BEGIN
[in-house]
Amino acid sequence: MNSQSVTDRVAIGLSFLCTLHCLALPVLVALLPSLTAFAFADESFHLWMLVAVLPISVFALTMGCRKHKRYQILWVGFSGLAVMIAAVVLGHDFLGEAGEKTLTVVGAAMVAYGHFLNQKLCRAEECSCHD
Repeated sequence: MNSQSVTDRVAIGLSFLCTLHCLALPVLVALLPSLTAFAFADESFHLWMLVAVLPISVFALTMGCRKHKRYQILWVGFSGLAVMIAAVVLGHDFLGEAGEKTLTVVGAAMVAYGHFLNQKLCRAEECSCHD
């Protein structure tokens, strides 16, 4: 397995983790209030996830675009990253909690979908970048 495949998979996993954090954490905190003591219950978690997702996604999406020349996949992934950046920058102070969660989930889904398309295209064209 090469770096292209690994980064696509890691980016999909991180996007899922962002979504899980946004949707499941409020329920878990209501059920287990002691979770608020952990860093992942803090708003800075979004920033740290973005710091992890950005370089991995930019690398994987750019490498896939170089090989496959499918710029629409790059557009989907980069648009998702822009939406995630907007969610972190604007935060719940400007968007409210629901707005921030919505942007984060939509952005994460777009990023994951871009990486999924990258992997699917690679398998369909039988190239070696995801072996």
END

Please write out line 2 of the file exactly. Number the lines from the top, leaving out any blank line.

Amino acid sequence: MNSQSVTDRVAIGLSFLCTLHCLALPVLVALLPSLTAFAFADESFHLWMLVAVLPISVFALTMGCRKHKRYQILWVGFSGLAVMIAAVVLGHDFLGEAGEKTLTVVGAAMVAYGHFLNQKLCRAEECSCHD